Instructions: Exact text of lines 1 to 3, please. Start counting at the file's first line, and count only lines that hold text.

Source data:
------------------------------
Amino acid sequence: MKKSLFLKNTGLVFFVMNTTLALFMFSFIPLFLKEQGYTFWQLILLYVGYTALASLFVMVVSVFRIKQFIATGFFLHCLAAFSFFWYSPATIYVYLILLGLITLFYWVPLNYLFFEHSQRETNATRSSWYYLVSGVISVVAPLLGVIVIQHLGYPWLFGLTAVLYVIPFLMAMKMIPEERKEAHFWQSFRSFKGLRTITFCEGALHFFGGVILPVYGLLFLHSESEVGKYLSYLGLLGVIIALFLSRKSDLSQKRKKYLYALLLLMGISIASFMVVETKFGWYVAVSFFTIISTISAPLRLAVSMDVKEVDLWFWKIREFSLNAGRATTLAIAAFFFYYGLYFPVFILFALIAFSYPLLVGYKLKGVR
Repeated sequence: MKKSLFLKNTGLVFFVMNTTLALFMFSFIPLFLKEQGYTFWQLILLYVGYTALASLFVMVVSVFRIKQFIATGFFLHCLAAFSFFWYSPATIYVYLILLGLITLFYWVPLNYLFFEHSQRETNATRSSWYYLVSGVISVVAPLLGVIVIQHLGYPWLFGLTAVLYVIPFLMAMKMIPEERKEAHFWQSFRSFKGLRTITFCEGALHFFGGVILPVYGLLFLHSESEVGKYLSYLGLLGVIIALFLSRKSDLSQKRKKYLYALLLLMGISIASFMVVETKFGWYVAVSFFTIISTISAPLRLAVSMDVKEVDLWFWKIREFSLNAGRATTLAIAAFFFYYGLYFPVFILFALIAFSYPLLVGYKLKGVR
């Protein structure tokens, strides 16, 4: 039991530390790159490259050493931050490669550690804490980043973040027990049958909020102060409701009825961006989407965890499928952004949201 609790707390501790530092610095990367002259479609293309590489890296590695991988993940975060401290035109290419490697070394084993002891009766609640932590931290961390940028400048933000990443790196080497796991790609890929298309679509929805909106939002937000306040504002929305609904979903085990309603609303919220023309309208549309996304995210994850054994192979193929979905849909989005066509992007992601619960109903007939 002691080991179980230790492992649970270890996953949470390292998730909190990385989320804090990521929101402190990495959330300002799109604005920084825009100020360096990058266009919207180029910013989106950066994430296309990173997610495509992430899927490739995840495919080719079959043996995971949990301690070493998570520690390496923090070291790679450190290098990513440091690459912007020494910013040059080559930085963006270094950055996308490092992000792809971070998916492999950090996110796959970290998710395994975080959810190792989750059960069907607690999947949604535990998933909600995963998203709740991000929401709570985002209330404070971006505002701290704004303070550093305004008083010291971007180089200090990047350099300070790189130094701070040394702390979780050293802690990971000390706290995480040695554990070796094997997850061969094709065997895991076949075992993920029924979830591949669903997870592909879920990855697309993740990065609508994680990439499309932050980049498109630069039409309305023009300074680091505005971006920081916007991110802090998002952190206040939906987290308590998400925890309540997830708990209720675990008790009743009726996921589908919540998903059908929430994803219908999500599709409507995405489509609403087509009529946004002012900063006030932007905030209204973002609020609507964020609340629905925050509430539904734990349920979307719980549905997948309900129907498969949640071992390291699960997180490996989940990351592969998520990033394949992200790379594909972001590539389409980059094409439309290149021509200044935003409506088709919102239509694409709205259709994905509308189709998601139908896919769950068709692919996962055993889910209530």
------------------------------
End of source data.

Amino acid sequence: MKKSLFLKNTGLVFFVMNTTLALFMFSFIPLFLKEQGYTFWQLILLYVGYTALASLFVMVVSVFRIKQFIATGFFLHCLAAFSFFWYSPATIYVYLILLGLITLFYWVPLNYLFFEHSQRETNATRSSWYYLVSGVISVVAPLLGVIVIQHLGYPWLFGLTAVLYVIPFLMAMKMIPEERKEAHFWQSFRSFKGLRTITFCEGALHFFGGVILPVYGLLFLHSESEVGKYLSYLGLLGVIIALFLSRKSDLSQKRKKYLYALLLLMGISIASFMVVETKFGWYVAVSFFTIISTISAPLRLAVSMDVKEVDLWFWKIREFSLNAGRATTLAIAAFFFYYGLYFPVFILFALIAFSYPLLVGYKLKGVR
Repeated sequence: MKKSLFLKNTGLVFFVMNTTLALFMFSFIPLFLKEQGYTFWQLILLYVGYTALASLFVMVVSVFRIKQFIATGFFLHCLAAFSFFWYSPATIYVYLILLGLITLFYWVPLNYLFFEHSQRETNATRSSWYYLVSGVISVVAPLLGVIVIQHLGYPWLFGLTAVLYVIPFLMAMKMIPEERKEAHFWQSFRSFKGLRTITFCEGALHFFGGVILPVYGLLFLHSESEVGKYLSYLGLLGVIIALFLSRKSDLSQKRKKYLYALLLLMGISIASFMVVETKFGWYVAVSFFTIISTISAPLRLAVSMDVKEVDLWFWKIREFSLNAGRATTLAIAAFFFYYGLYFPVFILFALIAFSYPLLVGYKLKGVR
């Protein structure tokens, strides 16, 4: 039991530390790159490259050493931050490669550690804490980043973040027990049958909020102060409701009825961006989407965890499928952004949201 609790707390501790530092610095990367002259479609293309590489890296590695991988993940975060401290035109290419490697070394084993002891009766609640932590931290961390940028400048933000990443790196080497796991790609890929298309679509929805909106939002937000306040504002929305609904979903085990309603609303919220023309309208549309996304995210994850054994192979193929979905849909989005066509992007992601619960109903007939 002691080991179980230790492992649970270890996953949470390292998730909190990385989320804090990521929101402190990495959330300002799109604005920084825009100020360096990058266009919207180029910013989106950066994430296309990173997610495509992430899927490739995840495919080719079959043996995971949990301690070493998570520690390496923090070291790679450190290098990513440091690459912007020494910013040059080559930085963006270094950055996308490092992000792809971070998916492999950090996110796959970290998710395994975080959810190792989750059960069907607690999947949604535990998933909600995963998203709740991000929401709570985002209330404070971006505002701290704004303070550093305004008083010291971007180089200090990047350099300070790189130094701070040394702390979780050293802690990971000390706290995480040695554990070796094997997850061969094709065997895991076949075992993920029924979830591949669903997870592909879920990855697309993740990065609508994680990439499309932050980049498109630069039409309305023009300074680091505005971006920081916007991110802090998002952190206040939906987290308590998400925890309540997830708990209720675990008790009743009726996921589908919540998903059908929430994803219908999500599709409507995405489509609403087509009529946004002012900063006030932007905030209204973002609020609507964020609340629905925050509430539904734990349920979307719980549905997948309900129907498969949640071992390291699960997180490996989940990351592969998520990033394949992200790379594909972001590539389409980059094409439309290149021509200044935003409506088709919102239509694409709205259709994905509308189709998601139908896919769950068709692919996962055993889910209530």